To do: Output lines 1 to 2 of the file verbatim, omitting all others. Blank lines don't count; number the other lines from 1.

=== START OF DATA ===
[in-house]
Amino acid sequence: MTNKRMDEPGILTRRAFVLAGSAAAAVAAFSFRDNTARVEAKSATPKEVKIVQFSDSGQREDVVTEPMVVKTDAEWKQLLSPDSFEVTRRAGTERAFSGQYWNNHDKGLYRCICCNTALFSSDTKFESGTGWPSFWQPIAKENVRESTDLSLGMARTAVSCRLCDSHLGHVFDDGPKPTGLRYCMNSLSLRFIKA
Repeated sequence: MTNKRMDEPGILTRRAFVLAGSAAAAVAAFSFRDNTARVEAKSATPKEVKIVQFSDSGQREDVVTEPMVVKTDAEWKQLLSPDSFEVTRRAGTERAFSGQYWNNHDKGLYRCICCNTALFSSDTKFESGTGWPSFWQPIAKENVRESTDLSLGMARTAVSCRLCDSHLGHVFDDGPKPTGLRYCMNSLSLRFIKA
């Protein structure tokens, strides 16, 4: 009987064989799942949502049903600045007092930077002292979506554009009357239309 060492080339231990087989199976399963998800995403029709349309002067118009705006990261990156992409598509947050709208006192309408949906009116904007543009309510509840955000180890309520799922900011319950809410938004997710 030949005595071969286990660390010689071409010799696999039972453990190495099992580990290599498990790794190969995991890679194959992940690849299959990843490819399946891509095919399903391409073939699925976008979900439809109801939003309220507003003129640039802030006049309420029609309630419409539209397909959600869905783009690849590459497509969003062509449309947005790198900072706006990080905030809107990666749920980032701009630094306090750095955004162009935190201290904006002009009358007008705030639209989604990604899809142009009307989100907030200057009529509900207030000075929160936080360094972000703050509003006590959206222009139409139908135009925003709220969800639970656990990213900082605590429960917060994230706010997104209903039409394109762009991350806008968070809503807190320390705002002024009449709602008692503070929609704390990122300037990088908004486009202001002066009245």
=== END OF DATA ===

[in-house]
Amino acid sequence: MTNKRMDEPGILTRRAFVLAGSAAAAVAAFSFRDNTARVEAKSATPKEVKIVQFSDSGQREDVVTEPMVVKTDAEWKQLLSPDSFEVTRRAGTERAFSGQYWNNHDKGLYRCICCNTALFSSDTKFESGTGWPSFWQPIAKENVRESTDLSLGMARTAVSCRLCDSHLGHVFDDGPKPTGLRYCMNSLSLRFIKA